About Our Parish
I always have a sense of awe and humility when I try to tell people who we are and what St. Anthony Indian Mission is all about. Humility when I recognize that I am but the latest pastor at St. Anthony’s in a line stretching as far back as circa 1629. The “Old Mission” was dedicated to Our Lady of Guadalupe and was established at Halona in the center of what is now the Zuni Pueblo. I stand in awe of the men and women who labored tirelessly amid the many hardships to establish this Christian presence in the southwest.
The present St. Anthony Mission is the successor to that early mission which was made possible by the generosity of two ladies. Mrs. Grassley provided the funds for the building of the church. Ms. Pudom, of the Osage tribe, provided for the school. Both specifically requested that the mission be placed under the patronage of St. Anthony of Padua.
The grant of the leased land by the department of the interior states that the purpose is to provide for the education of the young and provide employment for the local population. The Mission was formally dedicated in August 1923 and the school opened it's doors to students on the 3rd of September 1923.
ST. ANTHONY’S INDIAN SCHOOL has been serving the Zuni community for nearly 100 years. The Sisters of Saint Francis of Perpetual Adoration started to run and operate the school on September 3, 1923 with 43 students. St. Anthony aims successfully to equip its alumni with the academic, moral and cultural ethos necessary for the 21st century. The school is open to students of all religious persuasions and offers a high quality education with a strong Christian Catholic ethos.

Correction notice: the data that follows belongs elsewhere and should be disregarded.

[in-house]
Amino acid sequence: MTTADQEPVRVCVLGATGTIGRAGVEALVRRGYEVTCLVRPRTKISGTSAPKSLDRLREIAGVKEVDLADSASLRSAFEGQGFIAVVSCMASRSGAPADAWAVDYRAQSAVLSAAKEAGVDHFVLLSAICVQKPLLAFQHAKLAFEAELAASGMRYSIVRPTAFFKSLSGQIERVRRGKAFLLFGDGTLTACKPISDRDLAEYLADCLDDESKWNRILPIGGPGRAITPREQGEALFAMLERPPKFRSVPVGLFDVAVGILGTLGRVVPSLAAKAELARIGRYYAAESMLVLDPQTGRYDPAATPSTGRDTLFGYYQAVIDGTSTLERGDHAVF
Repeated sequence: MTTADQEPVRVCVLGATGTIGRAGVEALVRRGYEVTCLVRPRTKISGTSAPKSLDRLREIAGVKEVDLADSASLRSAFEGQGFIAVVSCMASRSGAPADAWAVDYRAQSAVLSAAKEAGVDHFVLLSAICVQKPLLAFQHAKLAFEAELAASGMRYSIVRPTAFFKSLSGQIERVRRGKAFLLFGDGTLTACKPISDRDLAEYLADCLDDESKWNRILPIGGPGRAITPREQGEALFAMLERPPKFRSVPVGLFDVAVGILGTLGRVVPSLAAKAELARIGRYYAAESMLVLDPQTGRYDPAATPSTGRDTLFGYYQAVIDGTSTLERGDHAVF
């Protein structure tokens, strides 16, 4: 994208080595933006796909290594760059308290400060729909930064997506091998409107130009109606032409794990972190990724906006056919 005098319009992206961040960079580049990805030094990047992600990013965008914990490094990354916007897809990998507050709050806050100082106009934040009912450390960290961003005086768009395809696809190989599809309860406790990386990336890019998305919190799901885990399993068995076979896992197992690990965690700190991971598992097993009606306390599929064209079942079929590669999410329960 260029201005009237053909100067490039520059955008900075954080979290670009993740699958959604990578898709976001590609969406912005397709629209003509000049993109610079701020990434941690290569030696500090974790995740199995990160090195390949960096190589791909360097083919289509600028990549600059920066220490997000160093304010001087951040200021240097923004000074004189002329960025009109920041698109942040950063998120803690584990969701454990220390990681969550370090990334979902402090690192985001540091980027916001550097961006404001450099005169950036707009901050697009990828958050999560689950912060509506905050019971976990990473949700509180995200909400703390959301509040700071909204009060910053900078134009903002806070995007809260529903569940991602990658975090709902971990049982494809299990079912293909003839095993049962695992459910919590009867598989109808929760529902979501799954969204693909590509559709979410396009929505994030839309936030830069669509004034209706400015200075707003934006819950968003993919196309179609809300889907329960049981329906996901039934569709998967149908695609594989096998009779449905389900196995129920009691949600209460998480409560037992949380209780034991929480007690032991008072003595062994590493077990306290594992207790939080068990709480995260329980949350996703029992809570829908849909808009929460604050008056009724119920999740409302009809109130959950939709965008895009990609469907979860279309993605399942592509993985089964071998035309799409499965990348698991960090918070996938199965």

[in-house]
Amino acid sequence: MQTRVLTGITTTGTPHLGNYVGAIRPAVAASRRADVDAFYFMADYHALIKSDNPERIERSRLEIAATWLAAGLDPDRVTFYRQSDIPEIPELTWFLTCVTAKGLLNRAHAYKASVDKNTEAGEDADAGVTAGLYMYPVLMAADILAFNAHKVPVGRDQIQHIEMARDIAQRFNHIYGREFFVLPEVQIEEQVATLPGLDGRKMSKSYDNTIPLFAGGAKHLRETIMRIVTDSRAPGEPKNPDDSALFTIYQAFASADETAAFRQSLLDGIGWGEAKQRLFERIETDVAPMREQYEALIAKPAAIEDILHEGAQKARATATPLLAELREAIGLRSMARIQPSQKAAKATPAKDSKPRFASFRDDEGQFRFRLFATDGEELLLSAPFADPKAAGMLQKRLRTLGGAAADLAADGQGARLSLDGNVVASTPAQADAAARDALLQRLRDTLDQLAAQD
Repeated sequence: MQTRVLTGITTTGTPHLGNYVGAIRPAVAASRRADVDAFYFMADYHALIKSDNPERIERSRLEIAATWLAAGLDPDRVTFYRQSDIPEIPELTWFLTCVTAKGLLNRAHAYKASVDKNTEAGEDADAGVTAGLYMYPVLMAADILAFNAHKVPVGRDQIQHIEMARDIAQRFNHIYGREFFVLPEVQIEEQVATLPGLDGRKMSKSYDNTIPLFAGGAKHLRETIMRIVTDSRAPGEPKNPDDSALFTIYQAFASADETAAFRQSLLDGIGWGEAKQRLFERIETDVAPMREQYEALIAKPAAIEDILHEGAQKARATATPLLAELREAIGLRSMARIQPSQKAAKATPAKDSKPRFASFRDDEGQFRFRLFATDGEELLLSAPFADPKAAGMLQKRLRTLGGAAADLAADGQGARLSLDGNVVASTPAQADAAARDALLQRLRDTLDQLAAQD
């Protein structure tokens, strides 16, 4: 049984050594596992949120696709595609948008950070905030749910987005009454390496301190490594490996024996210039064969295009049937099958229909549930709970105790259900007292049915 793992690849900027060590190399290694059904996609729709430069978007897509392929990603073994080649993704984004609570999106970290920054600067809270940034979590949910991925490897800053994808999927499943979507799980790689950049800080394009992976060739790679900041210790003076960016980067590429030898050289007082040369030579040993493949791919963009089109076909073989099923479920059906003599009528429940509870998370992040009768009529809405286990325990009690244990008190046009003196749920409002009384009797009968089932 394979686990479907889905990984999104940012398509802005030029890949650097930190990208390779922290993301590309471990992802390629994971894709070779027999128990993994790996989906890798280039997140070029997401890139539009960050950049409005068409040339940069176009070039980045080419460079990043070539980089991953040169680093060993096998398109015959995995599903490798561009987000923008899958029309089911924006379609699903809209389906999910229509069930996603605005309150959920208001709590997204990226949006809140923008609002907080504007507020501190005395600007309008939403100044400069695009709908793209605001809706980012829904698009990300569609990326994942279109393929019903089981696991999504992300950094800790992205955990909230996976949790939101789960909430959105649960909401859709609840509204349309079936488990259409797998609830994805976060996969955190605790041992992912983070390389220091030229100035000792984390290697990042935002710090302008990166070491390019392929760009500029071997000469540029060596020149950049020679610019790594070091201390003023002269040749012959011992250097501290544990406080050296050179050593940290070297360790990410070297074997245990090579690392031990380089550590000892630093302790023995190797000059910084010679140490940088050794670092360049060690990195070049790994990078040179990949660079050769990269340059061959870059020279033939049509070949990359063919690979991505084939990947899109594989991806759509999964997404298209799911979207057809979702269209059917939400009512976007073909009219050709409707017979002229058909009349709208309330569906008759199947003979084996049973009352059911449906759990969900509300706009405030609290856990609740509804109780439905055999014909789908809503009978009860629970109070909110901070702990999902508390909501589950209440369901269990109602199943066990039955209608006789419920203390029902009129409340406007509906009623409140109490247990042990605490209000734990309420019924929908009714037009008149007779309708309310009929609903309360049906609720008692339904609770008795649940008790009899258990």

From its foundation, St. Anthony has been providing quality Catholic teaching to the people of the Zuni Pueblo. The St. Anthony Parish and School were established with the philosophy that “Catholic Faith and Education is the key for Native American youth to break the cycle of unemployment and poverty”.
The word "Charism" is an expression used to define specific gifts from the Lord given through the Institutions of the Church. Strangely that note on the lease of land to the mission neatly expresses the Charism of St. Anthony’s. For almost a century the mission has provided low cost high quality education for the residents of the pueblo. Originally education was free but in more recent years tuition fees are requested. Students at St. Anthony pay less annually than what most private schools charge per month. It should be noted however that no student has ever been turned away because of school fees.
The majority of our staff are themselves Zuni. The Zuni people are rich in an ancient cultural heritage. We bring into that tradition the Christian Gospel with its immense richness, hope and joy. We find the areas of the two that blend together and teach the young how to respect and draw on both Christian and Zuni values. We call this drawing Christ from the culture.
Economically speaking the pueblo is poor. It depends heavily on cottage industries for the most part. I do not dwell on that aspect of life here, albeit it is very real. These hard working people have a great and wonderful dignity. We try to equip our students for a more promising future that will not just be a benefit to them individually but also a benefit to their families and community.
Just as St. Anthony was in 1923 it still depends on the Lord’s blessing and on the generosity of others to meet the daily costs of maintaining the highest standards of education and of preparing the young for a bright and lasting future.
I hope that your visit to this website will give you at least a little bit of the flavor of the spirit and the joy of life found here in our school and Mission in which I am privileged to share.
Fr. Patrick McGuire | Pastor